Again, I'd ask participants to PLEASE refrain from personal attacks on other correspondents. One can attack the observations, but additional editorializing regarding the motives and intelligence of other participants is both unnecessary and inappropriate. Our eyes, at least at this stage, should be on the primary source evidence and the evidence alone.

I hope we can all agree on that, at least...

Best from Winnipeg...

Bill Jurens.

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Antonio Bonomi
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Re: Bismarck at DS after the second turn

Post by Antonio Bonomi » Fri Jan 11, 2019 8:26 pm

Hello everybody,

@ Bill Jurens,

at this point we have given everybody enough time to provide any value add on both the base map as well as on the table you have proposed.

The current results are no changes being suggested to the base map diagram and the table me and Alberto has produced after few exchange of distances.

I think it is a good enough point to restart and move forward now, because in any case future small changes will occur no matter what.

As I have already written time ago, now we can only draw the Bismarck and apply the PoW gunnery bearings in order to obtain both the Bismarck timetable of her positioning while sailing on course 220°T as well as the most correct legs dimensions and turns positioning on the BC1 warships.

My personal suggestion is to start from the 06:00 Bismarck and PoW positions, ... with Bismarck on 330°T and at 15.042 or 16.450 yards from the PoW, ... and than move backwards until the 05:37.

In easy words we have to apply this approach to the base reference map we have realized :

Herr_Nillson_evaluation_BC1_track.jpg
Herr_Nillson_evaluation_BC1_track.jpg (59.95 KiB) Viewed 251 times
Not so difficult to realize it in the exact scale and put it on top of what we already have made, ... with the correct timing references.


Bye Antonio
In order to honor a soldier, we have to tell the truth about what happened over there. The whole, hard, cold truth. And until we do that, we dishonor her and every soldier who died, who gave their life for their country. ( Courage Under Fire )

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Antonio Bonomi
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Re: Bismarck at DS after the second turn

Post by Antonio Bonomi » Sat Jan 12, 2019 9:20 am

Hello everybody,

@ Bill Jurens,

here the Bismarck ( GREEN dot ) correctly positioned on bearing 330°T at 15.042 meters ( 16.450 yards ) from the PoW at 06:00.

I have re positioned closer to PoW the Prinz Eugen track and position at 06:00 ( BLUE dot ), so the Bismarck will result being correctly on the heavy cruiser wake sailing in line, a bit on her starboard side as it must be.

Map_with_Bismarck_at_0600_resized.jpg
(81.32 KiB) Not downloaded yet

and here the modification detail :

0600_detail_German_warships.jpg
0600_detail_German_warships.jpg (32.79 KiB) Viewed 201 times

in this way we have the Bismarck track in the map correctly positioned as a starting point.

The PoW gunnery plot will define the Bismarck real speed and movements on her 220°T course, ... in relation to PoW while following the Prinz Eugen, ... and the BC1 warships most correct legs definition.

Bye Antonio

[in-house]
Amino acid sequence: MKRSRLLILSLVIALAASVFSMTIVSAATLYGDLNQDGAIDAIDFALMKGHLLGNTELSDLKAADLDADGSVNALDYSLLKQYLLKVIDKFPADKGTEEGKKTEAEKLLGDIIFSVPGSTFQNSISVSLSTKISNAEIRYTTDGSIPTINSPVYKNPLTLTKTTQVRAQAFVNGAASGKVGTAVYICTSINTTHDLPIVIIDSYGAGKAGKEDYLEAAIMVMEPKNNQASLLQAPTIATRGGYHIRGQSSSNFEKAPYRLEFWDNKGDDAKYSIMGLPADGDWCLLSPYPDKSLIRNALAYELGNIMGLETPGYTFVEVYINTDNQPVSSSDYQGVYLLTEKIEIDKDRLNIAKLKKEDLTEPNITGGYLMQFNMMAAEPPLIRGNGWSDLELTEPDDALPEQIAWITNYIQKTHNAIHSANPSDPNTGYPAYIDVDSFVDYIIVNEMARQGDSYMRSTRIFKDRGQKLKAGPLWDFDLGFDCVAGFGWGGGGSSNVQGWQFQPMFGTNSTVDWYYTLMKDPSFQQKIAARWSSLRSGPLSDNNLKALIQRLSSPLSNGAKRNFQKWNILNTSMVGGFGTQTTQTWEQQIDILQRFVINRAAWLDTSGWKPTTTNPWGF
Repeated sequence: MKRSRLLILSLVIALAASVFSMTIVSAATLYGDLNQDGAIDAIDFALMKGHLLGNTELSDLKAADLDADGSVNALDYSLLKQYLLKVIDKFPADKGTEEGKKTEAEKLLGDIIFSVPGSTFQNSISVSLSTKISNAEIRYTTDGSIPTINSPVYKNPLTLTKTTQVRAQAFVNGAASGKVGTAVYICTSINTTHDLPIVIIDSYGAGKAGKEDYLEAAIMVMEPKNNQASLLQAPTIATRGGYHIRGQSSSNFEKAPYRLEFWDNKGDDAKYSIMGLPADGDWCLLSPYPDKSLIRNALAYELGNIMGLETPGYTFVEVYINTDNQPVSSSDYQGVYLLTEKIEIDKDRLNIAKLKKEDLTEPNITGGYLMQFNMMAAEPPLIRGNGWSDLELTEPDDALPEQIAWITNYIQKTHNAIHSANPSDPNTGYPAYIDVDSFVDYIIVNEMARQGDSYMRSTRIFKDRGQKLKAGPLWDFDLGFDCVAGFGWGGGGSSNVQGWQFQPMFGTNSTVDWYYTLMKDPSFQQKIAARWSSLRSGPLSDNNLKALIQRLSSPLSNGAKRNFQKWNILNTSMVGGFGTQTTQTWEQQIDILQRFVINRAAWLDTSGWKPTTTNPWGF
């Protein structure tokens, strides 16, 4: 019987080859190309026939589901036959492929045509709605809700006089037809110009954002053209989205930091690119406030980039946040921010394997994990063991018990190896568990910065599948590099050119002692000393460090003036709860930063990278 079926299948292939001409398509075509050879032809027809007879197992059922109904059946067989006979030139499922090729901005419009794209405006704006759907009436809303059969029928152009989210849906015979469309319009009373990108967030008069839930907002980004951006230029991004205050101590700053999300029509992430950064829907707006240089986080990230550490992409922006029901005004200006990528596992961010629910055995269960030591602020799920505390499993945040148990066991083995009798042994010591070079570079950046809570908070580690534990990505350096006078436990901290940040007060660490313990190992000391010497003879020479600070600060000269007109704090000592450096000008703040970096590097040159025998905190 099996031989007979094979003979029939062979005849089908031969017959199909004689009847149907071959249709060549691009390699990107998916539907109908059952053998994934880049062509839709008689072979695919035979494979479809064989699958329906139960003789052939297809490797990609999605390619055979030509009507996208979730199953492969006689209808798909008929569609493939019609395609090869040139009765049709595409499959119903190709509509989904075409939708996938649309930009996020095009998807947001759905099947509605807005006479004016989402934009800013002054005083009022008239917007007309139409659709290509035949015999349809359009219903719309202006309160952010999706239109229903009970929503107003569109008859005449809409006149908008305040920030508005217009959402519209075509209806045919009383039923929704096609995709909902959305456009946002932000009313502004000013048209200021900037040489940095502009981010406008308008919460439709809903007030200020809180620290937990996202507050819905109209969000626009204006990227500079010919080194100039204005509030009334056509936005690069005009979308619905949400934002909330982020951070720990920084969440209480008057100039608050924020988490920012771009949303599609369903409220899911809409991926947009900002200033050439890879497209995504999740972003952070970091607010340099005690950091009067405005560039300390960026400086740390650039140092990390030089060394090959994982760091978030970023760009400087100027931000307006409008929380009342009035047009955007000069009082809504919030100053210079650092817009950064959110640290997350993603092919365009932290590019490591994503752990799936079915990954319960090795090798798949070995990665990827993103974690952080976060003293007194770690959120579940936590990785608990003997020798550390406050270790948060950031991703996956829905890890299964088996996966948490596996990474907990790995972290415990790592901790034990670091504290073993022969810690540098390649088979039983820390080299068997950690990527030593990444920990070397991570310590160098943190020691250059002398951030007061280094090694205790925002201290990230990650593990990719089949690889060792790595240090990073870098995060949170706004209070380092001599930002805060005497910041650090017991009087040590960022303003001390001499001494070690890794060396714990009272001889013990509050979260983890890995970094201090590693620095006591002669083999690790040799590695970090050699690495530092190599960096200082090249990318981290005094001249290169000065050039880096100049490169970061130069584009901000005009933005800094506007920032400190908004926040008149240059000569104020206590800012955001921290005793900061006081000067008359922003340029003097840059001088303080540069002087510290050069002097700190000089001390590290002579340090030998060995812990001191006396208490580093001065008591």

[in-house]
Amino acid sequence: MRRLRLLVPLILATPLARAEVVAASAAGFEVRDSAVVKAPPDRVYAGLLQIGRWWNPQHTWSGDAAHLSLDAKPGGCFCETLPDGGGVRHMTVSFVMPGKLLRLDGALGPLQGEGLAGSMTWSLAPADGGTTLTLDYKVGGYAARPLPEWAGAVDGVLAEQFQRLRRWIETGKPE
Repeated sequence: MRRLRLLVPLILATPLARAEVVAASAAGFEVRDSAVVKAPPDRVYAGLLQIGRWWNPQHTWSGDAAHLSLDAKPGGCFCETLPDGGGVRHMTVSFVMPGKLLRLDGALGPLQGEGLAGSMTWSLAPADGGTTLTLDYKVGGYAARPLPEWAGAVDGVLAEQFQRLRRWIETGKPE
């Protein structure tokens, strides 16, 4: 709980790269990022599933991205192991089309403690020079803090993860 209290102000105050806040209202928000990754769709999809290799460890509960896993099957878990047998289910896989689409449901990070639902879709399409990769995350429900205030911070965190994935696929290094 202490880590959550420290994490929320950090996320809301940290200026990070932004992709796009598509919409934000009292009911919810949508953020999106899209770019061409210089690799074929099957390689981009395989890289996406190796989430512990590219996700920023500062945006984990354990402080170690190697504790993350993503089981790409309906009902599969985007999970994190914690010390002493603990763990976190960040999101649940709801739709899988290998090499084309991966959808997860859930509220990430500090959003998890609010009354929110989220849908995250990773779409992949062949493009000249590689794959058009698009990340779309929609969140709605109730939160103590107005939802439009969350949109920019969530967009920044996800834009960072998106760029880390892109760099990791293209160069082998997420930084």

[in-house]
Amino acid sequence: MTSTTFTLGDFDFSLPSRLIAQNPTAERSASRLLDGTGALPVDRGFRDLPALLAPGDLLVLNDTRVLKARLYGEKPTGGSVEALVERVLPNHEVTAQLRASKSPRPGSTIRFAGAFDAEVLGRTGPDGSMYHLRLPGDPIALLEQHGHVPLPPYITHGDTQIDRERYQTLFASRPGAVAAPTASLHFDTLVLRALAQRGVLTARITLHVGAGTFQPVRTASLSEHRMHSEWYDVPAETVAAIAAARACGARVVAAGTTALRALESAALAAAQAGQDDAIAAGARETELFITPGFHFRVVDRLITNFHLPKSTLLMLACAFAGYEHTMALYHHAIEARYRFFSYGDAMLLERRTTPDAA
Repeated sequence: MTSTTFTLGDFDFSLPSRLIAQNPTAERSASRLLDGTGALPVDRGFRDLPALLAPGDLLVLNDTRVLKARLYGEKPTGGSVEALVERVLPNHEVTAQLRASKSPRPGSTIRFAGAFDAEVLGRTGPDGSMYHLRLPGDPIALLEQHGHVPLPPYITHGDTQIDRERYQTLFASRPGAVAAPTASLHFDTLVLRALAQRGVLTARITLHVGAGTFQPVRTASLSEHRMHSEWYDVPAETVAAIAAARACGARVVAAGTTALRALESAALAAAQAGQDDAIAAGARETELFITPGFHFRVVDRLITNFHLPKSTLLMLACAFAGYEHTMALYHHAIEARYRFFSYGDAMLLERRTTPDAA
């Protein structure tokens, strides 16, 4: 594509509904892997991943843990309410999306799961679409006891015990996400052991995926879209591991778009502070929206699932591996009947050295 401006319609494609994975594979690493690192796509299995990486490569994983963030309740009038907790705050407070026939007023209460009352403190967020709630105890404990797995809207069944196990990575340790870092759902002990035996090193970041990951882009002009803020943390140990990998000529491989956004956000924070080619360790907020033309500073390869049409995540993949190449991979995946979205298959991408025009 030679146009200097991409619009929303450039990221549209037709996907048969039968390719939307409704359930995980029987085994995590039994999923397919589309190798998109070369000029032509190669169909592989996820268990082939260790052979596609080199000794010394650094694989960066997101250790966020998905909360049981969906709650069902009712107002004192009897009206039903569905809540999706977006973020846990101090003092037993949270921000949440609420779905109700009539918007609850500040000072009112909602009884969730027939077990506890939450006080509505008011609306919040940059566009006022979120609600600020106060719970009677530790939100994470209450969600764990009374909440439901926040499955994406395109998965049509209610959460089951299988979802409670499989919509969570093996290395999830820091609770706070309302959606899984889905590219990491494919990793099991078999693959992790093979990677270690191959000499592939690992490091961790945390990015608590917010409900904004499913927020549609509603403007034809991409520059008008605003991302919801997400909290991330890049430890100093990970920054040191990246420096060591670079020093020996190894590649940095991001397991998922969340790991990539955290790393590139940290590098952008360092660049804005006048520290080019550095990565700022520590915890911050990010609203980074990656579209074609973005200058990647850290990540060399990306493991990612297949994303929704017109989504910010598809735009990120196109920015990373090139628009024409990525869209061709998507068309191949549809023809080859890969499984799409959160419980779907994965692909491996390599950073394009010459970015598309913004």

In order to honor a soldier, we have to tell the truth about what happened over there. The whole, hard, cold truth. And until we do that, we dishonor her and every soldier who died, who gave their life for their country. ( Courage Under Fire )

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Alberto Virtuani
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Re: Bismarck at DS after the second turn

Post by Alberto Virtuani » Sat Jan 12, 2019 11:27 am

Hi Antonio,

I don't see your positioning of Prinz Eugen as the most correct one, for the reasons I have explained here (viewtopic.php?f=1&t=8335&start=345#p81831).

We have to consider that the PoW gunnery plot shows salvo 13 fired at 5:59:45 from 15042 meters (16450 yards) and that this "distance" is the distance of the "future point" of Bismarck, when the shells land, at around 6:00:10 (flight time was around 25 seconds for the British 14" shell at that distance).
As Bismarck was closing range by around 800 meters per minute due to the geometry of the engagement, her actual distance from PoW at 5:59:45 could still have been a bit more than 15400 meters and thus around 15200 meters at 6:00:00.
In order to keep PG in line with BS (or very slightly to her port side), PG could still be at around 14800 meters from PoW at 6:00:00, around 400 meters closer to enemy, preceding the flagship by 1500-2000 meters.

Putting PG at 14250 meters from PoW at 6:00:00, will be too close and would deny what Jasper says in his report.
I would not keep PG much less than 14800 meters from PoW at 6:00:00.


Bye, Alberto
"It takes three years to build a ship; it takes three centuries to build a tradition" (Adm.A.B.Cunningham)

"There's always a danger running in the enemy at close range" (Adm.W.F.Wake-Walker)

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Antonio Bonomi
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Re: Bismarck at DS after the second turn

Post by Antonio Bonomi » Sat Jan 12, 2019 1:04 pm

Hello everybody,

@ Alberto Virtuani,

I agree with you my friend, ... my one was just a graphic example, ... so everybody can understand just like you did, ... what I mean as a process of realizing this battlefield in the most correct way given the available data we do have today.

Your data are the most reasonable ones.

Bye Antonio
In order to honor a soldier, we have to tell the truth about what happened over there. The whole, hard, cold truth. And until we do that, we dishonor her and every soldier who died, who gave their life for their country. ( Courage Under Fire )